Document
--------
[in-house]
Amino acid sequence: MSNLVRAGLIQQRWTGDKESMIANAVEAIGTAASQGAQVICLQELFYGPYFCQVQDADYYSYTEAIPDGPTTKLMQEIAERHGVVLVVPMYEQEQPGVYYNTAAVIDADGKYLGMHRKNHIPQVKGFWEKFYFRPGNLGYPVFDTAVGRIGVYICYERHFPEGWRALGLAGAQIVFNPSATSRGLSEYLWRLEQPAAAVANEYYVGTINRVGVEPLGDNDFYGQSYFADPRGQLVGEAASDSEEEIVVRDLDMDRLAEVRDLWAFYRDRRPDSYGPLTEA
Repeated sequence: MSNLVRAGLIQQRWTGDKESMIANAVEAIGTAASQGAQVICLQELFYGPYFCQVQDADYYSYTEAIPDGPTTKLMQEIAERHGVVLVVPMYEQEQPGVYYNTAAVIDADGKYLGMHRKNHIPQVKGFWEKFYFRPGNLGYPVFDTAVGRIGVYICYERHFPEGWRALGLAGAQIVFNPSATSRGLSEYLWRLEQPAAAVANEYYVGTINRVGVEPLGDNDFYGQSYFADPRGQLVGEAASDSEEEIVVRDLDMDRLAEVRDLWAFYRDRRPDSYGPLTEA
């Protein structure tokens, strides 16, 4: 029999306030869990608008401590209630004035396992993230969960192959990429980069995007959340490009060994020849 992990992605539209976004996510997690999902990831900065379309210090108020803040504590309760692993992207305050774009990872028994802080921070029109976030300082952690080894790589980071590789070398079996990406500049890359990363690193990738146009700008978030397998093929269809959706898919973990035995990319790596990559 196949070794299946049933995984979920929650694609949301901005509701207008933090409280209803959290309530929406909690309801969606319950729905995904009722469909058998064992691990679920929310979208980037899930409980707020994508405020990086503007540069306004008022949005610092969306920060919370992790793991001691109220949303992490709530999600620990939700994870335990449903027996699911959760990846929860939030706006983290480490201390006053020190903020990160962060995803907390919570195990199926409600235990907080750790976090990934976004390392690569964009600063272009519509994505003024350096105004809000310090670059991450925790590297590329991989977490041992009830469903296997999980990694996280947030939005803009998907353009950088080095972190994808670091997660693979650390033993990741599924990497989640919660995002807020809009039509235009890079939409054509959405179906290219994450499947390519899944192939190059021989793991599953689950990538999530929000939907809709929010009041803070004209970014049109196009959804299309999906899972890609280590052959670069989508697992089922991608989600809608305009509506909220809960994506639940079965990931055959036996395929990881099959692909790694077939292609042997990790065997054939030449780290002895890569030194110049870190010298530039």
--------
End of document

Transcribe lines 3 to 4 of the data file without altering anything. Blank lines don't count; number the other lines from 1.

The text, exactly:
Repeated sequence: MSNLVRAGLIQQRWTGDKESMIANAVEAIGTAASQGAQVICLQELFYGPYFCQVQDADYYSYTEAIPDGPTTKLMQEIAERHGVVLVVPMYEQEQPGVYYNTAAVIDADGKYLGMHRKNHIPQVKGFWEKFYFRPGNLGYPVFDTAVGRIGVYICYERHFPEGWRALGLAGAQIVFNPSATSRGLSEYLWRLEQPAAAVANEYYVGTINRVGVEPLGDNDFYGQSYFADPRGQLVGEAASDSEEEIVVRDLDMDRLAEVRDLWAFYRDRRPDSYGPLTEA
């Protein structure tokens, strides 16, 4: 029999306030869990608008401590209630004035396992993230969960192959990429980069995007959340490009060994020849 992990992605539209976004996510997690999902990831900065379309210090108020803040504590309760692993992207305050774009990872028994802080921070029109976030300082952690080894790589980071590789070398079996990406500049890359990363690193990738146009700008978030397998093929269809959706898919973990035995990319790596990559 196949070794299946049933995984979920929650694609949301901005509701207008933090409280209803959290309530929406909690309801969606319950729905995904009722469909058998064992691990679920929310979208980037899930409980707020994508405020990086503007540069306004008022949005610092969306920060919370992790793991001691109220949303992490709530999600620990939700994870335990449903027996699911959760990846929860939030706006983290480490201390006053020190903020990160962060995803907390919570195990199926409600235990907080750790976090990934976004390392690569964009600063272009519509994505003024350096105004809000310090670059991450925790590297590329991989977490041992009830469903296997999980990694996280947030939005803009998907353009950088080095972190994808670091997660693979650390033993990741599924990497989640919660995002807020809009039509235009890079939409054509959405179906290219994450499947390519899944192939190059021989793991599953689950990538999530929000939907809709929010009041803070004209970014049109196009959804299309999906899972890609280590052959670069989508697992089922991608989600809608305009509506909220809960994506639940079965990931055959036996395929990881099959692909790694077939292609042997990790065997054939030449780290002895890569030194110049870190010298530039």